Korean food is grounded in fermentation—quite literally.
Traditionally, large clay pots, called onggi, were buried underground to achieve optimal temperatures for fermenting and preserving their contents. Many different kinds of foods were and still are fermented; the process is so ubiquitous in the cuisine that Korea has been referred to as the “kingdom of fermented foods.”
Of course, kimchi is what usually first springs to mind, but that’s just the beginning. Korea’s fermenting prowess casts a wide net across food and beverages alike; in fact, according to “Korean Food, the Originality,” there are officially 336 different types of kimchi; about 160 kinds of vinegar-pickled vegetables, or janggajji; 170 varieties of salted seafoods, jeotgal; 370 different liquors; and 130 kinds of seasoning sauces, called jang.
Korea’s fermented sauces, jang, are the cornerstones of its cooking. Most dishes in Korea are seasoned with jangs, as opposed to just salt. It is these sauces that add that characteristic umami richness to Korean dishes.
Soy sauce (ganjang), chili paste (gochujang), and soybean paste (doenjang) make up the vital ruling triumvirate of Korean cuisine.
Soy sauce, made by fermenting soybeans, is used like salt, adding liveliness and depth. Gochujang, fermented chili paste, adds sweet-ish spice and heat. Doenjang (or dwengjang), the fermented soybeans leftover after making soy sauce, adds a richly savory, earthy flavor to anything it touches. All three jangs are used liberally in sauces, marinades, and soups in both “raw” and cooked forms.
Doenjang, however, is perhaps the most coveted and copiously consumed. This “thick paste” is one of the most distinguishing flavors of Korean food, contributing an unapologetically strong boost of umami—achieved through its fermentation process—to any dish. Think of it as Korea’s version of Japan’s miso paste, but on steroids—it is coarser, funkier, and more pungent in taste.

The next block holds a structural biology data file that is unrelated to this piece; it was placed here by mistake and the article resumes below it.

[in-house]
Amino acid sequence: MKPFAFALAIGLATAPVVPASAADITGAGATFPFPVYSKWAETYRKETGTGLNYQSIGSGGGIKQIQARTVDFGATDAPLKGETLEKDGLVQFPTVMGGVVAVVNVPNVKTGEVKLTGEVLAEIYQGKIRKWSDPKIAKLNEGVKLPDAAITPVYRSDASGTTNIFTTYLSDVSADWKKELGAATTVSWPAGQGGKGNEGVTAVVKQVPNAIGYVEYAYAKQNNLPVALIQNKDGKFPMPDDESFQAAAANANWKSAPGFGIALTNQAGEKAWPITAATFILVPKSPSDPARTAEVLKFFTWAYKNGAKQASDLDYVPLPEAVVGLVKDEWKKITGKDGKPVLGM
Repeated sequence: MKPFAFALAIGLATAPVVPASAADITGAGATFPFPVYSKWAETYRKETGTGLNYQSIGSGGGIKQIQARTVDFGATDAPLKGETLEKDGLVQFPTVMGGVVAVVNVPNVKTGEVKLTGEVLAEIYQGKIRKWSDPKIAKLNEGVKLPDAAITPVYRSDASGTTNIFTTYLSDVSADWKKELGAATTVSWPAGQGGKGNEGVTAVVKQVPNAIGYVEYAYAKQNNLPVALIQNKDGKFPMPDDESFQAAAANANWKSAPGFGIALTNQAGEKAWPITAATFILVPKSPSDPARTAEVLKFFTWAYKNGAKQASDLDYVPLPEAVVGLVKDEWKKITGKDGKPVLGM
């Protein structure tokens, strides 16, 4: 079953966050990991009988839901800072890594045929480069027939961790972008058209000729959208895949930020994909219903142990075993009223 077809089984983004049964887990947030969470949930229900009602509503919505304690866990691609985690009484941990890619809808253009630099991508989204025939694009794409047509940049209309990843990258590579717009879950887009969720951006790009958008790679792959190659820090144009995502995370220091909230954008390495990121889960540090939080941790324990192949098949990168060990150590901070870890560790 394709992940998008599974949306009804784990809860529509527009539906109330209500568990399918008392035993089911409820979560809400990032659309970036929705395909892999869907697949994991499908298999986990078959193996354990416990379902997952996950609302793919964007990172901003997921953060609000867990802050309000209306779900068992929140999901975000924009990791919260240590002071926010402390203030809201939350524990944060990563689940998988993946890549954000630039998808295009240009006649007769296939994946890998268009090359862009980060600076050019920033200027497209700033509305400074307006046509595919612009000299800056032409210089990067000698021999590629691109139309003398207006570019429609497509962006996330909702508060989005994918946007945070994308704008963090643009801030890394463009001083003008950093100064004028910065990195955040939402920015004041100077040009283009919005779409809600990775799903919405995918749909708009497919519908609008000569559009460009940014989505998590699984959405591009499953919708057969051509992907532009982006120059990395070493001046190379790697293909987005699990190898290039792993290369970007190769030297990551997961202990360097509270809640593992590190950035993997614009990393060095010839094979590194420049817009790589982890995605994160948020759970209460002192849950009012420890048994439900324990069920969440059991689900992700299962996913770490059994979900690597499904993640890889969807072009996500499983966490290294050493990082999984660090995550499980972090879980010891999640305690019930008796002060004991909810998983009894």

Doenjang is the key ingredient to iconic dishes like doenjang jjigae, a savory stew that commonly graces the Korean table in bubbling cauldrons, and ssamjang, a hot sauce slathered on Korean barbecued meats.
How Doenjang Is Made
The process starts with soybeans that are harvested in the autumn, when they are fully ripe. The beans are soaked and boiled in large iron pots for three to four hours, until soft, and then pressed into rectangular blocks, which are left to partially dry in the shade.
Next, the blocks are tied and hung with straw to ferment for a few months. The bacteria in the straw and the air aid in the fermentation process naturally. The blocks grow moldy and eventually dry fully into hard bricks, called meju.
Soy sauce is produced by soaking these bricks in salted water in onggi, large traditional clay pots, to age for six months. Doenjang is then made by further fermenting the remaining pieces of meju, after the soy sauce has been drained away.
For both products, the aging process is key. The final flavor depends greatly on the type of clay jar used to age them, their exposure to sunlight, and even the quality of the air and wind.
To soak the meju for soy sauce, only brine made from the purest water and sea salt should be used, and in very specific proportions. In the olden days, Koreans believed that using the water from melted snow from the last lunar month enhanced the flavor, and pots made of clay collected in July were the best. Other ingredients are now also added: red peppers, jujubes, and charcoal (to prevent odors and to ward off evil spirits).